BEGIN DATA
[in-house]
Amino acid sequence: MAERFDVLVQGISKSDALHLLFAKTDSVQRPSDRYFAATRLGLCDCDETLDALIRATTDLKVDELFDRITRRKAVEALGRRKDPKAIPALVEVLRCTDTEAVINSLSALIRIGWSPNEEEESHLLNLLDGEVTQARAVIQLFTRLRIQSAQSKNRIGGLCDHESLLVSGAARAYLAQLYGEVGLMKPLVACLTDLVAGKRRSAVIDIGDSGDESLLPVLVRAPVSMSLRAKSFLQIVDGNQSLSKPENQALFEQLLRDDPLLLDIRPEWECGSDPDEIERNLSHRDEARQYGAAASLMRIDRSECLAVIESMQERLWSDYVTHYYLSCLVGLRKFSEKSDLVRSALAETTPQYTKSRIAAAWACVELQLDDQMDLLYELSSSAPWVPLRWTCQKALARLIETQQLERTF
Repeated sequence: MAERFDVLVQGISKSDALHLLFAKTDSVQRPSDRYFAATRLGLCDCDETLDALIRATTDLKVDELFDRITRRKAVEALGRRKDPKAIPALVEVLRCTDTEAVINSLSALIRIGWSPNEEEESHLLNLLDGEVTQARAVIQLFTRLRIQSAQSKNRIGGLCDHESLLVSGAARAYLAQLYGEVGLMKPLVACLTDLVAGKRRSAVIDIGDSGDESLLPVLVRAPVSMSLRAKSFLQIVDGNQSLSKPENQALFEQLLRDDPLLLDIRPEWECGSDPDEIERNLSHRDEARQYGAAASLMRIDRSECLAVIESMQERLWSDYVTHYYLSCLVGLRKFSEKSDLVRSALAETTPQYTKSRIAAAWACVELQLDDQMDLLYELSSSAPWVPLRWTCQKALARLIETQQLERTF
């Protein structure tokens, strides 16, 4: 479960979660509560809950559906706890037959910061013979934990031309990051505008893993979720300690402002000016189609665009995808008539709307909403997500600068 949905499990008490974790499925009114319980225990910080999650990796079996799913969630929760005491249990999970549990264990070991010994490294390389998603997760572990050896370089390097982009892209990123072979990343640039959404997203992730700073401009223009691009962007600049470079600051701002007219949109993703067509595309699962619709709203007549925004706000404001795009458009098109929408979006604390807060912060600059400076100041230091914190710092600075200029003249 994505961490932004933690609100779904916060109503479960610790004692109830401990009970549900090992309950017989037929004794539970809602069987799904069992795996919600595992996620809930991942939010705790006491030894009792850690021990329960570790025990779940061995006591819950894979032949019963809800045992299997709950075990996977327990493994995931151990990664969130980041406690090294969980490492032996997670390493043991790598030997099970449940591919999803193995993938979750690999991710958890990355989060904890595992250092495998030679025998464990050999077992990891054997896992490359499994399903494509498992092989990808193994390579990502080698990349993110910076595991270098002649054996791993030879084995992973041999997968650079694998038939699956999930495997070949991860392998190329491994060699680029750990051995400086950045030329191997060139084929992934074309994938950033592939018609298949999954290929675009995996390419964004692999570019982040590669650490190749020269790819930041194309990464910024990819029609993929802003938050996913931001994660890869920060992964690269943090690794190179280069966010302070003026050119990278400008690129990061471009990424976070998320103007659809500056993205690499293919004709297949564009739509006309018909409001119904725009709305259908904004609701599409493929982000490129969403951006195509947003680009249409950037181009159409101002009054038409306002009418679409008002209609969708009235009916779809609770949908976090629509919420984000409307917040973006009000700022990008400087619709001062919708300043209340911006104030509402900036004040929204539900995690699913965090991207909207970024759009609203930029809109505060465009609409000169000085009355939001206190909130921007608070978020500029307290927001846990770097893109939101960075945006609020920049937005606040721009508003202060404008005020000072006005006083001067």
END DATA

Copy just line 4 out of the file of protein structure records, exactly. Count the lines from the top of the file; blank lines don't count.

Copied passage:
């Protein structure tokens, strides 16, 4: 479960979660509560809950559906706890037959910061013979934990031309990051505008893993979720300690402002000016189609665009995808008539709307909403997500600068 949905499990008490974790499925009114319980225990910080999650990796079996799913969630929760005491249990999970549990264990070991010994490294390389998603997760572990050896370089390097982009892209990123072979990343640039959404997203992730700073401009223009691009962007600049470079600051701002007219949109993703067509595309699962619709709203007549925004706000404001795009458009098109929408979006604390807060912060600059400076100041230091914190710092600075200029003249 994505961490932004933690609100779904916060109503479960610790004692109830401990009970549900090992309950017989037929004794539970809602069987799904069992795996919600595992996620809930991942939010705790006491030894009792850690021990329960570790025990779940061995006591819950894979032949019963809800045992299997709950075990996977327990493994995931151990990664969130980041406690090294969980490492032996997670390493043991790598030997099970449940591919999803193995993938979750690999991710958890990355989060904890595992250092495998030679025998464990050999077992990891054997896992490359499994399903494509498992092989990808193994390579990502080698990349993110910076595991270098002649054996791993030879084995992973041999997968650079694998038939699956999930495997070949991860392998190329491994060699680029750990051995400086950045030329191997060139084929992934074309994938950033592939018609298949999954290929675009995996390419964004692999570019982040590669650490190749020269790819930041194309990464910024990819029609993929802003938050996913931001994660890869920060992964690269943090690794190179280069966010302070003026050119990278400008690129990061471009990424976070998320103007659809500056993205690499293919004709297949564009739509006309018909409001119904725009709305259908904004609701599409493929982000490129969403951006195509947003680009249409950037181009159409101002009054038409306002009418679409008002209609969708009235009916779809609770949908976090629509919420984000409307917040973006009000700022990008400087619709001062919708300043209340911006104030509402900036004040929204539900995690699913965090991207909207970024759009609203930029809109505060465009609409000169000085009355939001206190909130921007608070978020500029307290927001846990770097893109939101960075945006609020920049937005606040721009508003202060404008005020000072006005006083001067």